Some hire contracts have " a no contact with salt water" clause with financial penalties for entering salt water an inducement for drivers to take reckless evasive action to avoid waves while driving on the wet sand. Dangerous evasive action!!
Every year there is at least one accident involving foreign visitors rolling the hired vehicle. More often than not the head count of passengers exceeds the maximum safe load. Typically the vehicle is top heavy - loaded with camping gear on roof racks.
added April 19 '09-
Sadly on April 18th, 2009 eleven backpackers who met most of the criteria I have listed above were involved in rolling a single vehicle hired 4x4. (11 in car made for 7). Two were killed in the accident. Several severely injured. Driver was "non-Australian, had never driven a 4x4, had never driven on sand before" Sorry to harp on but re-read the above!!
See the warnings and danger tips on my Moreton Island Page
Dec 13 2009. Sadly another foreign tourist is dead and 7 are in hospital after a hired 4x4 rolled near Indian Head. The Japanese driver said at the inquest that he had not understood the hire company's English language video on beach driving.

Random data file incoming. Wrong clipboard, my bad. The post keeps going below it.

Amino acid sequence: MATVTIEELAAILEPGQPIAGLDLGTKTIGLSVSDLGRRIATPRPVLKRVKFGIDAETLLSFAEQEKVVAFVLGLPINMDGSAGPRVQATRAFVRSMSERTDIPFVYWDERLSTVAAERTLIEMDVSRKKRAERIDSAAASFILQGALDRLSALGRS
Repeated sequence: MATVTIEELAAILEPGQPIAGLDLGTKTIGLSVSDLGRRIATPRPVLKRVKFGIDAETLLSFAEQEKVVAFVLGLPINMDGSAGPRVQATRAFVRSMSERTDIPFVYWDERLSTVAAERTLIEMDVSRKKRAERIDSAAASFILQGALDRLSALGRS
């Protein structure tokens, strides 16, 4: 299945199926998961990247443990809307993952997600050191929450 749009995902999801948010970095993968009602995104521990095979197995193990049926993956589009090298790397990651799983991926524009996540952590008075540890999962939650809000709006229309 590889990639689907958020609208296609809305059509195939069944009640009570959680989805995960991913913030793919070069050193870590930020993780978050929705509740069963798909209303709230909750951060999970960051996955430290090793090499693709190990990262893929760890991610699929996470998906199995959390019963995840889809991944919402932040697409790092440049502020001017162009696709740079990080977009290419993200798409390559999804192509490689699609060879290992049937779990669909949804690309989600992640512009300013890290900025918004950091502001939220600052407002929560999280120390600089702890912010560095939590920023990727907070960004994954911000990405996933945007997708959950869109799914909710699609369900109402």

2nd Jan 2010 First accident of the new year. Not fatal - but one person injured in a 2 vehicle collision.
?do-it-yourself - watch the hire company video on driving advice. If you can not understand the video, don't drive the vehicle!!!
Inspect the vehicle closely before hiring. A recent report after Transport Department Checks of many hire vehicles at several hire places indicated a huge percentage were not safe to drive.
2011: Since the introduction of a system in mid 2010 called "tag along" with which all 4 wheel-drive rental companies must comply, there have been no automobile fatalities on Fraser Island beaches. (accidents ? yes!)
An experienced driver-guide is required in the lead vehicle of hired 4x4's travelling in company.
A hidden statistic of Fraser Island 4x4 use is the number of deaths/accidents which happen to 4x4 hirers before they even get to the island.
4 deaths and 12 seriously injured in the last 10 years between the hire company premises and the Barge.
Keep your eye on the nominated driver and axe him (or her) if you doubt his ability. Don't feel obliged to travel at the speed limit : slower is safer!!
Allow at least 3 days for your camping trip. It's a big island. The need for speed to see it all in 1.5 days - dangerous!